The new edition of the Farmers’ Almanac is out today, and  predicts Iowa is in for an exceptionally cold winter ahead, with above-normal snowfall.

Almanac editor Peter Geiger refers to the approaching season as “The Winter of the Great Divide.” “This country is going to have a drought in the West, it’s going to be very cold in the North, and then everything in between is going to be really wild weather,” Geiger says. “It looks like it’s going to be a pretty active winter, a lot of storms, a fair amount of snow. It’ll be a winter to remember.”

The Almanac is forecasting a relatively typical December for Iowa with a moderate snow event on January 10th through the 13th. “But then the one I really want to focus in on is February 1st through the 3rd, we talk about widespread snow; February 8th through the 11th, we talk about a significant snowfall that’s going to include Iowa,” Geiger says, “and then when you get into March, March 24th through the 27th, we talk about 10-to-18 inches of snow that’s going to pass through Nebraska, Iowa and Kansas.”

Meteorologists at the National Weather Service may say it’s impossible to accurately predict the weather more than a few weeks out, but the Farmers’ Almanac routinely works two -years- ahead. Geiger says their prognosticating formula was developed by the first editor in 1818.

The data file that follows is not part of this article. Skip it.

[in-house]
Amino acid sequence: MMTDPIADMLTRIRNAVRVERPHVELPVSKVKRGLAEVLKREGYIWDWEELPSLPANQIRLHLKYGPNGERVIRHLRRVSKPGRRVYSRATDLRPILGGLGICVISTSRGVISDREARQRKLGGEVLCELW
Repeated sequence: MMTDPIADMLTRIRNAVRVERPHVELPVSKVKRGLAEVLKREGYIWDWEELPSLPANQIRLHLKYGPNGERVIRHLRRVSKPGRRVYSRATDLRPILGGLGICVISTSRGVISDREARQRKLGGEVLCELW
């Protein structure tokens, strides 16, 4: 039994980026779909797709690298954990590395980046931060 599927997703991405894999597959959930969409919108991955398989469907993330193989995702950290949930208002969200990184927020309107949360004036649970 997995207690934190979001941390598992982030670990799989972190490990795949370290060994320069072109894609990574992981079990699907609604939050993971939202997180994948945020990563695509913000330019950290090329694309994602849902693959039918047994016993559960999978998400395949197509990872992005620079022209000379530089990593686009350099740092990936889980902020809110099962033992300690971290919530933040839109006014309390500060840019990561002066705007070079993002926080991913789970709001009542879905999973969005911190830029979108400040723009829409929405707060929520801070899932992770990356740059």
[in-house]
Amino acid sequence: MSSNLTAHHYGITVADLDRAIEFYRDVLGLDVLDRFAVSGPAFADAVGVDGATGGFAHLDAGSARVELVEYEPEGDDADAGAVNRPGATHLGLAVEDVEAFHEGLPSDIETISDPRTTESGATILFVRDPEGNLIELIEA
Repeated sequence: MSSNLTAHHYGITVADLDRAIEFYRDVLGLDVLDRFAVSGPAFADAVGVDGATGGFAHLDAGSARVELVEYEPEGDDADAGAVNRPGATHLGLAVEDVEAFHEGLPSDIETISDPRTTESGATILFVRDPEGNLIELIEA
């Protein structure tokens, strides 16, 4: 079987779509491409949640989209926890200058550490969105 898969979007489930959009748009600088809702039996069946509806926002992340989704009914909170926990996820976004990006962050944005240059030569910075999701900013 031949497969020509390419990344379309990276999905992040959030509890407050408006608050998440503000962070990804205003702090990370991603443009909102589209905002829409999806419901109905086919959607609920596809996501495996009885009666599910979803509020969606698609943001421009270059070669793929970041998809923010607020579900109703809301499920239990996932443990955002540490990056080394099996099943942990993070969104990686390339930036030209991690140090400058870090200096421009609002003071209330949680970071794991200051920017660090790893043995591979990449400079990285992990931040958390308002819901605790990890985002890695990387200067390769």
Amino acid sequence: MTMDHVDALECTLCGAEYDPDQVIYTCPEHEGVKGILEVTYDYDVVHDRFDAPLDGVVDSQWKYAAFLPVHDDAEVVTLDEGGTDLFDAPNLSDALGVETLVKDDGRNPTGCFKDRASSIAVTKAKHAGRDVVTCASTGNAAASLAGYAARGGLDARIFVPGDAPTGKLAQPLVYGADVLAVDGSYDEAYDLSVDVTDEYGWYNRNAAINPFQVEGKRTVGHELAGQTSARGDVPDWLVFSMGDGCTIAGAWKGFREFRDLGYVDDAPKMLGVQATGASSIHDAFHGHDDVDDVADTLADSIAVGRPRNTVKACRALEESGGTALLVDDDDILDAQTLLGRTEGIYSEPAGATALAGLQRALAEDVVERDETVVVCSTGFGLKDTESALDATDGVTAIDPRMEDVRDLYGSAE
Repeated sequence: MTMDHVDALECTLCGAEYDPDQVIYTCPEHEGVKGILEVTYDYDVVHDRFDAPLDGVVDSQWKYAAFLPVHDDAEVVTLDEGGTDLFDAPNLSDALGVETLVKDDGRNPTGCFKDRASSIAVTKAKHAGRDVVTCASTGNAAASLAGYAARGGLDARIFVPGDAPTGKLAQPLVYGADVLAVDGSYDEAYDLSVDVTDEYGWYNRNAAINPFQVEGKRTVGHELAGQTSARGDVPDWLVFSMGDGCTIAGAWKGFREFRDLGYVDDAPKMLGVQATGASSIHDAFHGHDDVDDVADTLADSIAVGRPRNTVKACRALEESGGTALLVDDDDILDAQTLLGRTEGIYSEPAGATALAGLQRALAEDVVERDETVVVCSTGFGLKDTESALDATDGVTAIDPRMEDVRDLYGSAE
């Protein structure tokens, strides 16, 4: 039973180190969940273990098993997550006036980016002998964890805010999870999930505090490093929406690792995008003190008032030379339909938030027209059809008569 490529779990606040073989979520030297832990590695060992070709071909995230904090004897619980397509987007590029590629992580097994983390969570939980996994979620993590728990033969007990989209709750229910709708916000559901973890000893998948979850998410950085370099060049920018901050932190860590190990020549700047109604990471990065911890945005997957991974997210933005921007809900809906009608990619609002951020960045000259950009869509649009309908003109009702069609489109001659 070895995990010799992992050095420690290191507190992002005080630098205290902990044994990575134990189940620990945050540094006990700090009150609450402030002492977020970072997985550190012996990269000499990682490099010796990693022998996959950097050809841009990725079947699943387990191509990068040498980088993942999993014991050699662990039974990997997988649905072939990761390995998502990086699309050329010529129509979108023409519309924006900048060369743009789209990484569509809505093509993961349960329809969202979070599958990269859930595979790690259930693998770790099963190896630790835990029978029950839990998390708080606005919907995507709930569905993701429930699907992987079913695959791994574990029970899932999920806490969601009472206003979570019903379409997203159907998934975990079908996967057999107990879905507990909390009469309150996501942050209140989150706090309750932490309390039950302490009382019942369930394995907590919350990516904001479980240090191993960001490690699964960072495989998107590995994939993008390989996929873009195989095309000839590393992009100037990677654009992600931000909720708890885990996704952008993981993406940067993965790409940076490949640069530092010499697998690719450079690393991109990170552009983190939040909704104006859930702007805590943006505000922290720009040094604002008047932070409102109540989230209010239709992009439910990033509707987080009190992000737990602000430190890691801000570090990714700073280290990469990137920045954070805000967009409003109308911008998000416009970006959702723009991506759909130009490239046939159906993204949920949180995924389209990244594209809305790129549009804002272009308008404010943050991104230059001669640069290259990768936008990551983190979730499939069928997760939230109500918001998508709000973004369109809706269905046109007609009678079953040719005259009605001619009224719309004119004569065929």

“The components of it are sunspot activity, planet positions, the effect the Moon has on the Earth, and this mathematical formula,” Geiger says. “Sometimes there are things that are a monkey wrench in our predictions, but for the most part, we do a good job. We’re told that we’re somewhere between 75 and 85% accurate.”

While some Iowans may dismiss the Farmers’ Almanac as hogwash, others treat its predictions very seriously and will organize their annual calendars around it.  “They do plan their weddings, they do, because we hear from people all the time about what the weather is going to be for a wedding, for vacations, for travel,” Geiger says. “That’s what the long-term weather is for, to give people an idea of what to expect, and as it gets closer, obviously, they can check with the local person, too.”

The destructive derecho that hit Iowa two weeks ago today was not specifically predicted in the 2020 edition. Geiger says rain was forecast for our region on August 10th, but not “The Big One,” and he adds, “Wish we had.”